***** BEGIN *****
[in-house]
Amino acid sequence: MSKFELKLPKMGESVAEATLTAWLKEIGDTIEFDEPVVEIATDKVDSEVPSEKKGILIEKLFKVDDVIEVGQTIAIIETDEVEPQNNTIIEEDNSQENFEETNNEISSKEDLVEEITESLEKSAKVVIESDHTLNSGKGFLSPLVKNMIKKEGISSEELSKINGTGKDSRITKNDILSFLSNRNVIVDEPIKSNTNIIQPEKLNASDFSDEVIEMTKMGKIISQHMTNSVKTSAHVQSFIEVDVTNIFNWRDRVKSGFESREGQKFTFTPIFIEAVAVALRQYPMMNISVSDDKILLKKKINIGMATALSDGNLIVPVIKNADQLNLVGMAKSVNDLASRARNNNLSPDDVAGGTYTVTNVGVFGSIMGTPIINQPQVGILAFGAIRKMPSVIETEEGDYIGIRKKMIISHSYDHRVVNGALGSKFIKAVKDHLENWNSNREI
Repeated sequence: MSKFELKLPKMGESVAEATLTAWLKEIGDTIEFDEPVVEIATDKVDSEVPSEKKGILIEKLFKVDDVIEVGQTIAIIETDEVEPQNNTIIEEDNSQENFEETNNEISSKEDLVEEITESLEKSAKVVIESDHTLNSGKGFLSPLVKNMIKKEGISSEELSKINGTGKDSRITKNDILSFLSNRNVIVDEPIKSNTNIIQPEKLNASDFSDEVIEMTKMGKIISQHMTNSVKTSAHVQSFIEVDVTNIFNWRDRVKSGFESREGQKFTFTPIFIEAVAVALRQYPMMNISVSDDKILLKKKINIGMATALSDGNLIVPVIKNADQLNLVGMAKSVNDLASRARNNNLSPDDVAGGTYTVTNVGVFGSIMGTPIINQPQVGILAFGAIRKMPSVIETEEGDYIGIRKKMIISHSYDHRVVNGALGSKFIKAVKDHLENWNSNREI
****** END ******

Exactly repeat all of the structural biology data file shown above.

[in-house]
Amino acid sequence: MSKFELKLPKMGESVAEATLTAWLKEIGDTIEFDEPVVEIATDKVDSEVPSEKKGILIEKLFKVDDVIEVGQTIAIIETDEVEPQNNTIIEEDNSQENFEETNNEISSKEDLVEEITESLEKSAKVVIESDHTLNSGKGFLSPLVKNMIKKEGISSEELSKINGTGKDSRITKNDILSFLSNRNVIVDEPIKSNTNIIQPEKLNASDFSDEVIEMTKMGKIISQHMTNSVKTSAHVQSFIEVDVTNIFNWRDRVKSGFESREGQKFTFTPIFIEAVAVALRQYPMMNISVSDDKILLKKKINIGMATALSDGNLIVPVIKNADQLNLVGMAKSVNDLASRARNNNLSPDDVAGGTYTVTNVGVFGSIMGTPIINQPQVGILAFGAIRKMPSVIETEEGDYIGIRKKMIISHSYDHRVVNGALGSKFIKAVKDHLENWNSNREI
Repeated sequence: MSKFELKLPKMGESVAEATLTAWLKEIGDTIEFDEPVVEIATDKVDSEVPSEKKGILIEKLFKVDDVIEVGQTIAIIETDEVEPQNNTIIEEDNSQENFEETNNEISSKEDLVEEITESLEKSAKVVIESDHTLNSGKGFLSPLVKNMIKKEGISSEELSKINGTGKDSRITKNDILSFLSNRNVIVDEPIKSNTNIIQPEKLNASDFSDEVIEMTKMGKIISQHMTNSVKTSAHVQSFIEVDVTNIFNWRDRVKSGFESREGQKFTFTPIFIEAVAVALRQYPMMNISVSDDKILLKKKINIGMATALSDGNLIVPVIKNADQLNLVGMAKSVNDLASRARNNNLSPDDVAGGTYTVTNVGVFGSIMGTPIINQPQVGILAFGAIRKMPSVIETEEGDYIGIRKKMIISHSYDHRVVNGALGSKFIKAVKDHLENWNSNREI